Once upon a time, I was just a young law student, trying to realize my childhood dream of becoming a lawyer.
Of course, this is no longer just a dream for me, because, now, it is already a reality.
In fact, I have been a lawyer for almost ten years now. Indeed, time flies so fast.
As a lawyer, I have been asked quite a number of questions for my legal advice and opinion.
While I may have forgotten most of the questions asked in the past, there are some, which I could still vividly recall even to this day.
For instance, most of those who wanted to have their marriages annulled or declared void had asked if it would be all right to enter into an agreement with their estranged spouses where one would file the petition and the other would not oppose it.
In asking this question, they thought that such an agreement would guarantee them of a favorable decision from the courts that would hear their petitions.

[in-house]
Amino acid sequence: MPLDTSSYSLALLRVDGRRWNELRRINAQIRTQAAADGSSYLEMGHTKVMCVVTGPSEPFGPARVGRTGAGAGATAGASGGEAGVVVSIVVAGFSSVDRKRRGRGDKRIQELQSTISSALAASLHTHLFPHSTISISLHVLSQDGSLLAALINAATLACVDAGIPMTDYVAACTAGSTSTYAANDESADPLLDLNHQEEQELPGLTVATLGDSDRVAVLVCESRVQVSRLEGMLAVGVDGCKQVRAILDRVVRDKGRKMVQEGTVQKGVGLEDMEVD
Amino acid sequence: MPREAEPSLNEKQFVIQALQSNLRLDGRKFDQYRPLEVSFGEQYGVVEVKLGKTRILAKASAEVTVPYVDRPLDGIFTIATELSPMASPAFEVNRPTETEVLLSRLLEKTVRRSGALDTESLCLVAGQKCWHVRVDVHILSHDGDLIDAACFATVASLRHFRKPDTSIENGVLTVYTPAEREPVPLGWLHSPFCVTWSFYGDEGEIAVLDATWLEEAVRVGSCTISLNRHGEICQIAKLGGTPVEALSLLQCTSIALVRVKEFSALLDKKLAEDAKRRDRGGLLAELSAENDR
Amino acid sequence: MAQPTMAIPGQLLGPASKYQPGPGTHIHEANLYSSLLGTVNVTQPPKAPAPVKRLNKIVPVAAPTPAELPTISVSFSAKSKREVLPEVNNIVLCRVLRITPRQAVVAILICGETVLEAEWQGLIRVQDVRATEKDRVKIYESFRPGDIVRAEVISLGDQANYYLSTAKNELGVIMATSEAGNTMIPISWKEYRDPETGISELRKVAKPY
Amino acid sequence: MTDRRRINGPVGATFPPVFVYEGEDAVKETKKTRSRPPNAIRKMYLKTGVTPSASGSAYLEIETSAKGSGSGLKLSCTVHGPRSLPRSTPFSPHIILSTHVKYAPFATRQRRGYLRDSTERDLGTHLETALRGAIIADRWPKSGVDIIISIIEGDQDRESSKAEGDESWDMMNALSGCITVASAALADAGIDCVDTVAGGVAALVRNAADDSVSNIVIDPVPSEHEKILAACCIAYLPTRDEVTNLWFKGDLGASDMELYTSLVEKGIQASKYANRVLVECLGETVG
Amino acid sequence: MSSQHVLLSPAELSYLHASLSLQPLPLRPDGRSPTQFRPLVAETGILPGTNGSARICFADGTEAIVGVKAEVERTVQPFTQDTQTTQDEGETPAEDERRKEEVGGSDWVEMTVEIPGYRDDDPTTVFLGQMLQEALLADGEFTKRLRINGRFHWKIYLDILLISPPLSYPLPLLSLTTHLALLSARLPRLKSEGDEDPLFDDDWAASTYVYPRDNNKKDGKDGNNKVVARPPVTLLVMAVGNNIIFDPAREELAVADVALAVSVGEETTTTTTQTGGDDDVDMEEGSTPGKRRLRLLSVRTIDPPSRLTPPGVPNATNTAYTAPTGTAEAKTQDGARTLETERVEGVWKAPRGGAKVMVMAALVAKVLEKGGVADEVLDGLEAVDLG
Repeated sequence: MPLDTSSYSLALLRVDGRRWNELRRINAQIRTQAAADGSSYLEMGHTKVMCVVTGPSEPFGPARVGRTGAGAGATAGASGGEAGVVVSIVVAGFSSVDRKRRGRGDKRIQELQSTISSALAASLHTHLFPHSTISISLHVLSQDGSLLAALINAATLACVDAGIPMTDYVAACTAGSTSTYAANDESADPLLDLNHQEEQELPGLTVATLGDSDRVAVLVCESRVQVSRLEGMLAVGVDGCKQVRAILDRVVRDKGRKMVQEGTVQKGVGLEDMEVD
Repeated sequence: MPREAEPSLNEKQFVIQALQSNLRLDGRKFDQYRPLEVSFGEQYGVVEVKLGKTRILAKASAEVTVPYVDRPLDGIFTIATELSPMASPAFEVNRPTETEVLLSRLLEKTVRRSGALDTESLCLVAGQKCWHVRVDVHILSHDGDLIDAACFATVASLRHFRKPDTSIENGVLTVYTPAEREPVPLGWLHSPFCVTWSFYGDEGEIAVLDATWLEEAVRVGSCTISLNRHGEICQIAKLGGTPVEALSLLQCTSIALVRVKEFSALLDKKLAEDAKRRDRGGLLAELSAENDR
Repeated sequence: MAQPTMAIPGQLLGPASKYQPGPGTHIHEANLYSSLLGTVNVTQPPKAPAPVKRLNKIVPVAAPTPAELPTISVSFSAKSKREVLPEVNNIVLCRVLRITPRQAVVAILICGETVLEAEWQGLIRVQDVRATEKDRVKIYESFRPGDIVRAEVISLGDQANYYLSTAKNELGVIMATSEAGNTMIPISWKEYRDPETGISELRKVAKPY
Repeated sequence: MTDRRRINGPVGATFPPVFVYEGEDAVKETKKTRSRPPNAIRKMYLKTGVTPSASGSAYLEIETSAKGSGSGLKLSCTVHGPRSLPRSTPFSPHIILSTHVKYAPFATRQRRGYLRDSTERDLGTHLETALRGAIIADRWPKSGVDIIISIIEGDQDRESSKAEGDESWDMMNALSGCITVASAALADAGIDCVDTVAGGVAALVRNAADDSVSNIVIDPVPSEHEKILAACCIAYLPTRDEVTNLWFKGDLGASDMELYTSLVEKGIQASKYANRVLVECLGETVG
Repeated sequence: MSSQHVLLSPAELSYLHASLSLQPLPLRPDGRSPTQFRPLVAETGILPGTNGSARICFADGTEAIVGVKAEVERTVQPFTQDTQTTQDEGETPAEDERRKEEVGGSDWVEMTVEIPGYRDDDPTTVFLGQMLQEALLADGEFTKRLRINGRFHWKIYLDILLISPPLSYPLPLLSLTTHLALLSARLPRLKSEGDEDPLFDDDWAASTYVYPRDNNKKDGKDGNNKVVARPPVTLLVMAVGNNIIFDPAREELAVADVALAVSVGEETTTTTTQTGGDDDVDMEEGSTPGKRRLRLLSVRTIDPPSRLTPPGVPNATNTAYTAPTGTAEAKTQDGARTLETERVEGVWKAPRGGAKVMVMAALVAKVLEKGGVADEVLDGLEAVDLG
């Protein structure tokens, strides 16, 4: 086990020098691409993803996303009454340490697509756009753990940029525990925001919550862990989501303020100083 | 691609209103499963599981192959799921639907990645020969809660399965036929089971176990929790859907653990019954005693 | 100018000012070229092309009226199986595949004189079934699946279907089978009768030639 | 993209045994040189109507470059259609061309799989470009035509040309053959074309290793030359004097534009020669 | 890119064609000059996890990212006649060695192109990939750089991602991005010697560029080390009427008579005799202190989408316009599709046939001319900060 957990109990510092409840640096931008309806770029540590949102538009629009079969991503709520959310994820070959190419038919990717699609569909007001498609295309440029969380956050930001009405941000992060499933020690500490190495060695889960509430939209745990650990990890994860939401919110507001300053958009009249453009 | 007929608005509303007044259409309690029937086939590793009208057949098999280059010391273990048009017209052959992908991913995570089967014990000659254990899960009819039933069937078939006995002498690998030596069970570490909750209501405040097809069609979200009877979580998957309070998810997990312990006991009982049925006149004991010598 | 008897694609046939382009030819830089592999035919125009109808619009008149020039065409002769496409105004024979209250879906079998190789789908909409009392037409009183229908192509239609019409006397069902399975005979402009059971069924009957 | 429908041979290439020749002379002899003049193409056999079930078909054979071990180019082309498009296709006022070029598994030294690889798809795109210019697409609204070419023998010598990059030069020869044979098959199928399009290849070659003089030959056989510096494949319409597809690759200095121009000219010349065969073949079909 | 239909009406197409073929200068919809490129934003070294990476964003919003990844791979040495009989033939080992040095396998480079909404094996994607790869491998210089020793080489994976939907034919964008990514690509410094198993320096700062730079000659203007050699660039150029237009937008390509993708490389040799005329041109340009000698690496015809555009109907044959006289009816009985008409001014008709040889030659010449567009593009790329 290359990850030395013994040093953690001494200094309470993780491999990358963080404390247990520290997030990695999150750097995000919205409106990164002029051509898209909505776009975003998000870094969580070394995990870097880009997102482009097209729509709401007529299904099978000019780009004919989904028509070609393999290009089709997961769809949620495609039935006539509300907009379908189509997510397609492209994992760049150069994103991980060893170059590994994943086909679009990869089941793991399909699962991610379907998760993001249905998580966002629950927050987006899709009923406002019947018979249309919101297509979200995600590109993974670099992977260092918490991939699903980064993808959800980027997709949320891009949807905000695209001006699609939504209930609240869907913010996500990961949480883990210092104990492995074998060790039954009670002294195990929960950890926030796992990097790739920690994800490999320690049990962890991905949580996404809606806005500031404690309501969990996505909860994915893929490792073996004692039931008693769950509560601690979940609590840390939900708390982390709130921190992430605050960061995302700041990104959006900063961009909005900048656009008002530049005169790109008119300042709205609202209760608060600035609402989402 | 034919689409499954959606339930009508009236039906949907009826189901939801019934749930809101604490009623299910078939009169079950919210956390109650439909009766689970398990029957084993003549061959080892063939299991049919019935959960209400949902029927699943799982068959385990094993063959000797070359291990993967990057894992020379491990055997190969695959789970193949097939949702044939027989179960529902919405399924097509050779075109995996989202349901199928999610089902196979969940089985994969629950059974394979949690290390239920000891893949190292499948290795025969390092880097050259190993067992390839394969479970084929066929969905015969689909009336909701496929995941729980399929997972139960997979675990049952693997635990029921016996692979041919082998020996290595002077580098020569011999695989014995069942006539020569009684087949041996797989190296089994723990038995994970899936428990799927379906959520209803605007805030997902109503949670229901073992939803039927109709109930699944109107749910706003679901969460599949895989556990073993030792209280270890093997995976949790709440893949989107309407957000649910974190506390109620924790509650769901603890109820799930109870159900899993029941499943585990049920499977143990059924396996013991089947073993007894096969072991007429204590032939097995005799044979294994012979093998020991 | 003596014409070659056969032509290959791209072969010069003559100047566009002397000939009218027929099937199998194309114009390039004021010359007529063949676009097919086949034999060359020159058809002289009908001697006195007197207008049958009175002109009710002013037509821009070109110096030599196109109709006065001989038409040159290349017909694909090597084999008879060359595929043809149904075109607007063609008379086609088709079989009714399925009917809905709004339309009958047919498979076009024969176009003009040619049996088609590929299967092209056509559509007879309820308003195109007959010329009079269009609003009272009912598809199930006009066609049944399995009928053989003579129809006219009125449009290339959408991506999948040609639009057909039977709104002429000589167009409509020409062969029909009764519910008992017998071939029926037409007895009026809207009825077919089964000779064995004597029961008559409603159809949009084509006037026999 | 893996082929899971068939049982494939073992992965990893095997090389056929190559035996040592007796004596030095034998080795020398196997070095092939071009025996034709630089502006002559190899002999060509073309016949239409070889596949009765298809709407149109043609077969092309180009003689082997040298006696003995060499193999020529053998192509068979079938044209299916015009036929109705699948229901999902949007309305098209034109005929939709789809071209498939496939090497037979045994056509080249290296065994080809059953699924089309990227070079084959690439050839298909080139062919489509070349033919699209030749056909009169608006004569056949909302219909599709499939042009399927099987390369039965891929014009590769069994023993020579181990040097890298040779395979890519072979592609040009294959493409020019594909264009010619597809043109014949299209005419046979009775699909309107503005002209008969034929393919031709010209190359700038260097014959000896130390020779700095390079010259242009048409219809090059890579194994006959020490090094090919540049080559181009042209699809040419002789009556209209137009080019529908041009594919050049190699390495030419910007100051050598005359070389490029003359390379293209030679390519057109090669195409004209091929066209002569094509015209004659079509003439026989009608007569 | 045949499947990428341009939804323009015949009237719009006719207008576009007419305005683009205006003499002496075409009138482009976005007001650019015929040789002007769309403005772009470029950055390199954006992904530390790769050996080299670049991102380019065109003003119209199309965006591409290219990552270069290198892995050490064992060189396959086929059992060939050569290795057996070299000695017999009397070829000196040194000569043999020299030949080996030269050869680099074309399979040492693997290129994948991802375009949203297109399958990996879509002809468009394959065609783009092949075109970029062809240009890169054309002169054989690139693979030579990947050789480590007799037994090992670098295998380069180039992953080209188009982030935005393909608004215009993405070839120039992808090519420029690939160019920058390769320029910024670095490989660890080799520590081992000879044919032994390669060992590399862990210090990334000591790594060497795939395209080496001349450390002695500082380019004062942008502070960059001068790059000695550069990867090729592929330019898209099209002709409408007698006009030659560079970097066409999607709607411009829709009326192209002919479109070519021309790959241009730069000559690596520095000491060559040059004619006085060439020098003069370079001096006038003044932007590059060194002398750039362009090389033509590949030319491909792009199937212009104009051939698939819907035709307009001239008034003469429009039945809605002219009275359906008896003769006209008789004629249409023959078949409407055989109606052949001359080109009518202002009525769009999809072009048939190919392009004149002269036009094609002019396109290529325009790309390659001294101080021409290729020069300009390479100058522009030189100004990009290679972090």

Worse, they even thought that their marriages would never be annulled or declared void without it.
In answer to this question, I would tell them that such an agreement would do more harm than good.
With a surprised and worried look on their faces, they would then ask me, “Why?”
In reply, I would carefully explain to them that such an agreement falls squarely within the meaning and scope of the term “collusion” in cases of annulment or declaration of nullity of marriage, which our laws expressly prohibit.
I would then make it very clear to them that the courts would surely dismiss their petitions if they discover and are convinced of the existence of collusion between the parties in whatever form.
[References: Article 48 of the Family Code of the Philippines and Section 9 of A.M. 02-11-10-SC (March 4, 2003), otherwise known as the “Rule on Declaration of Absolute Nullity of Void Marriages and Annulment of Voidable Marriages”]